The wind feels cold against the sweat of my back when I take the pack off to reach for the camera. I’m becoming a connoisseur of mud – today it’s redder, stickier and less slippery than previously.
I’m tired today and I groan and curse in relief to find a bench to sit down on. I look up surprised to see the only person I’ve seen for hours just coming around the corner. She must have heard me clearly but we both great each other with polite helloes.
Wild garlic scents the path – a few are even in bloom now in January. “Two bags of 10mm aggregate, one bag of 50/50” a contractor standing in a half built driveway says into his mobile.
Leaving the cliff path I’m surprised to see a large angular netted structure filled with penguins waddling about. This is the Living Coasts aviary which marks the start of Torquay. The concept looks strongly influenced by London’s Snowdon Aviary designed by Cedric Price.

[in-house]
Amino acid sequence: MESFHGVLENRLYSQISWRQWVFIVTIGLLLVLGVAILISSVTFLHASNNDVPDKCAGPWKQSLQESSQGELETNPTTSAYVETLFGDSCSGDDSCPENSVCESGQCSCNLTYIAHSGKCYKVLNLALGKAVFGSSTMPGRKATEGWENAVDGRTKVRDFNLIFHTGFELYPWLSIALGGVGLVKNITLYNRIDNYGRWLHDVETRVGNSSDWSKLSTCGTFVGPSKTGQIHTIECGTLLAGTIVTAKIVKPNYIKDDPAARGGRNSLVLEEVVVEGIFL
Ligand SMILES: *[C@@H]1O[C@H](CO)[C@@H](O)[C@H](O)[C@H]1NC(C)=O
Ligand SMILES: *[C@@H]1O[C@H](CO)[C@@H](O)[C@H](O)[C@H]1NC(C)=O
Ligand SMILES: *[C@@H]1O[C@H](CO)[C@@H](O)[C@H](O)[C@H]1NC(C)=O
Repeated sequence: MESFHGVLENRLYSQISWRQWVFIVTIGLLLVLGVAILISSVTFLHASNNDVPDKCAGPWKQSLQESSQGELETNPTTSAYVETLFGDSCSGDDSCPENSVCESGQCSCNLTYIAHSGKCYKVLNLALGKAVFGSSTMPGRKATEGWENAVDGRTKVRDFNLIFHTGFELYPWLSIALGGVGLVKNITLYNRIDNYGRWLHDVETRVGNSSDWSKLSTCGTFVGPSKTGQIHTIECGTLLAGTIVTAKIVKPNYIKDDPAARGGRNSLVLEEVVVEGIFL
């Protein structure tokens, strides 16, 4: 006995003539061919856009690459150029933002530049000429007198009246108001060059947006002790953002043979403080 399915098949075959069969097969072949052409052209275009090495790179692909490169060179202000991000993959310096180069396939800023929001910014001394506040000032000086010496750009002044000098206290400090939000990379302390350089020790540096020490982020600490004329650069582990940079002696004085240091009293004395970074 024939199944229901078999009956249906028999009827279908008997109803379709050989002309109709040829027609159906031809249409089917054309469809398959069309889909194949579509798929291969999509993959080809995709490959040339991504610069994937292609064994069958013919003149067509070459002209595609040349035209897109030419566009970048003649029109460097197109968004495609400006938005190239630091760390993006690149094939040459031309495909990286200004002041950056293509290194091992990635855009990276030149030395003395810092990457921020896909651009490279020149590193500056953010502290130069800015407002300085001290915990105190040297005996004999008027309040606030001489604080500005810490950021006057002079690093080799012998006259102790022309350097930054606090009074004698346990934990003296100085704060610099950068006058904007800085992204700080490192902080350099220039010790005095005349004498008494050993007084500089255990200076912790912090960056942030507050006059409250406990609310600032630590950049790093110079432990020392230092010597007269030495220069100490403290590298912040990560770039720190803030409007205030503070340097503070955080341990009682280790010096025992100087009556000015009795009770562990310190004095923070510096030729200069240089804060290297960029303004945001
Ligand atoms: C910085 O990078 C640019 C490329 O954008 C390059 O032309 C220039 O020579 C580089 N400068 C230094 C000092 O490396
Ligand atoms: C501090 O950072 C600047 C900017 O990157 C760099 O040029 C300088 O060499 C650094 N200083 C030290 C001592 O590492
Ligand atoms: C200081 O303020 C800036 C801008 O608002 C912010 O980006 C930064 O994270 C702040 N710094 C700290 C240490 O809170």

Entering Torquay I can smell food and perfume. Towns often seem to smell strongly after a long windy coastal walk – or maybe I’m just hungry! The palm trees along the waterfront are almost spookily manicured.
On the promenade a group of elderly gentleman are in the midst of an animated conversation. Each man gesticulates with their walking stick when they make their point, “You should read Rotten Boroughs in Private Eye, then you’ll know the full story” I overhear as I walk past.
In Paignton a chip bap is £1 and a B&B can be had for £18. There’s a row of deserted amusements arcades, one is called Cashino Gaming – all fluorescent pinks, furry prizes and flashing lights. I’m not in a Martin Parr mood so I pass them by in search for food that isn’t deep fried.